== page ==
Ms. magazine  -- more than a magazine a movement

SIGN UP FOR MS. DIGEST, JOBS, NEWS AND ALERTS

FEMINIST WIRE NEWSBRIEFS

ABOUT
SEE CURRENT ISSUE
SHOP MS. STORE
MS. IN THE CLASSROOM
FEMINIST DAILY WIRE
FEMINIST RESOURCES
PRESS
JOBS AT MS.
READ BACK ISSUES
CONTACT
RSS (XML)
 
feminist wire | daily newsbriefs

February-12-09

Health Care for Women Resolution Reintroduced in House and Senate

The Health Care for Women Resolution was reintroduced in both chambers of Congress yesterday by co-chair of the Congressional Caucus on Women's Issues Representative Jan Schakowsky (D-IL) and Senator Debbie Stabenow (D-MI). If passed, the resolution would help to ensure the needs of women would be met in national healthcare reform.

In a press release, Representative Schakowsky said "our resolution calls on Congress to pass a national healthcare reform bill within 18 months that directly addresses the healthcare needs of women." Senator Stabenow added "women must have affordable health care that they can rely on through their life transitions, including starting a family, working part-time or full-time, divorce, or caring for a sick or elderly parent."

Also yesterday, a Columbia University report (see PDF), entitled "Women's Health and Healthcare Reform," was released. This report calls for the linkage of family planning and prenatal care to women’s medical care, ensuring that women receive accurate and complete healthcare information, that their healthcare is confidential, and that integrated reproductive healthcare is available across women's lifespans.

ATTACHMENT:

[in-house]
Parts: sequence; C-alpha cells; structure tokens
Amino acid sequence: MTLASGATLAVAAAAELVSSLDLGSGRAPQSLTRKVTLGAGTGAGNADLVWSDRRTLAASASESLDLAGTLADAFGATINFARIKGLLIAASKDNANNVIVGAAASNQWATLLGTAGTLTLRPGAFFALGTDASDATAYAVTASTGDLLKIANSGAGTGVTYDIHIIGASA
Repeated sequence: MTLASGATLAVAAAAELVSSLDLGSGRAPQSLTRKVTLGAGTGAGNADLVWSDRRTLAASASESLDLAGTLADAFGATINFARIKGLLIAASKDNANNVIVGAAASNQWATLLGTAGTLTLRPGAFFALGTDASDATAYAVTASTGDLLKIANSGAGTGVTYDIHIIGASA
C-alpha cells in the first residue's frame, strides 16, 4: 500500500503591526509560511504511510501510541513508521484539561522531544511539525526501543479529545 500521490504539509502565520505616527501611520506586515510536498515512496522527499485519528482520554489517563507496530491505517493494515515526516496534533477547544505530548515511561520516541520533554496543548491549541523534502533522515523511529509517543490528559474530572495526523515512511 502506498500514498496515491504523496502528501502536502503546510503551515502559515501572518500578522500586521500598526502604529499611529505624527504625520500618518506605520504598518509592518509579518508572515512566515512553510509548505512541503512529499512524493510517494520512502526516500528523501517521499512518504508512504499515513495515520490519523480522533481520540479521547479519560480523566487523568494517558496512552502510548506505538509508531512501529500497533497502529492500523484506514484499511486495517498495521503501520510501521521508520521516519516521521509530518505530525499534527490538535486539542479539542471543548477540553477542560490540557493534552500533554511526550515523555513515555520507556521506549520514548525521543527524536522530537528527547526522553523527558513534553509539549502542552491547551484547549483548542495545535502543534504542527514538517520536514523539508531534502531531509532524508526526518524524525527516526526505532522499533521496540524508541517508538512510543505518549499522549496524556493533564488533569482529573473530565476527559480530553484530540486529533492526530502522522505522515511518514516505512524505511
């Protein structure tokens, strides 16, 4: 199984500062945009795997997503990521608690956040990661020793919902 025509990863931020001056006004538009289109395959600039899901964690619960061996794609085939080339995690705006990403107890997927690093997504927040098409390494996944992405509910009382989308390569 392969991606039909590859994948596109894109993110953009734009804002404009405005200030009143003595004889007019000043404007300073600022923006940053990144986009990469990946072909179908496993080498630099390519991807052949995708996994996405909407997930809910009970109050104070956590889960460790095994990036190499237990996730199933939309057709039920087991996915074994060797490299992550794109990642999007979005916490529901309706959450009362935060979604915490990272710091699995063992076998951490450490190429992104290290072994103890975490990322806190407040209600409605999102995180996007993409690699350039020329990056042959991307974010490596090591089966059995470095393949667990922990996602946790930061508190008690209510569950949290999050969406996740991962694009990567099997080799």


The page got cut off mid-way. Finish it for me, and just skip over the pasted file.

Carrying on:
Media Resources: Women's Health and Healthcare Reform 2/11/09; Schakowsky and Stabenow Press Release 2/11/09


© Feminist Majority Foundation, publisher of Ms. magazine

If you liked this story, consider making a tax-deductible donation to support Ms. magazine.

 

 

Send to a Friend
Their
Your
Comments
(optional)


More Feminist News

8/28/2015 Alaska Court Protects Abortion Access for Low-Income Women - The Alaska Superior Court struck down a state law yesterday that would have severely limited abortion access for low-income women in Alaska. The state's Superior Court also struck down a Department of Health and Social Services regulation that placed narrow specifications on Medicaid coverage for abortions, requiring that Medicaid-funded abortions be determined by a physician to be "medically necessary." Last year, the Center for Reproductive Rights, the American Civil Liberties Union, and Planned Parenthood sued on behalf of the Planned Parenthood of the Great Northwest, claiming that the narrow definition of "medically necessary" arbitrarily established conditions designed to restrict the ability of low-income women to access abortion services. The law was temporarily blocked last July by an Alaskan state court judge. Superior Court Judge John Suddock ordered yesterday that the state be blocked from implementing this regulation, ruling that it placed an undue burden on low-income women seeking abortion services in Alaska. "By providing health care to all poor Alaskans except women who need abortions, the challenged regulation violates the state constitutional guarantee of 'equal rights, opportunities, and protection under the law'," the ruling read. "We applaud the superior court for striing down these cruel restrictions on women's health and rights that violate the Alaska Constitution," said Chris Charbonneau, CEO of Planned Parenthood of the Great Northwest and the Hawaiian Islands. . . .
 
8/27/2015 Los Angeles Mayor Announces Model Gender Equity Directive - On Women's Equality Day Eric Garcetti, the Mayor of Los Angeles, signed a progressive and inclusive executive directive to take a major step toward gender equity for the city and to be a model for other cities. . . .
 
8/26/2015 Saudi Women Prepare to Vote for the First Time - The fight for gender equality is making slow but notable progress in Saudi Arabia, where women will be allowed to vote for the first time in upcoming December elections. This shift in Saudi law came in 2011, when a royal decree announced that women would be allowed to vote and run in local elections beginning in December of 2015. . . .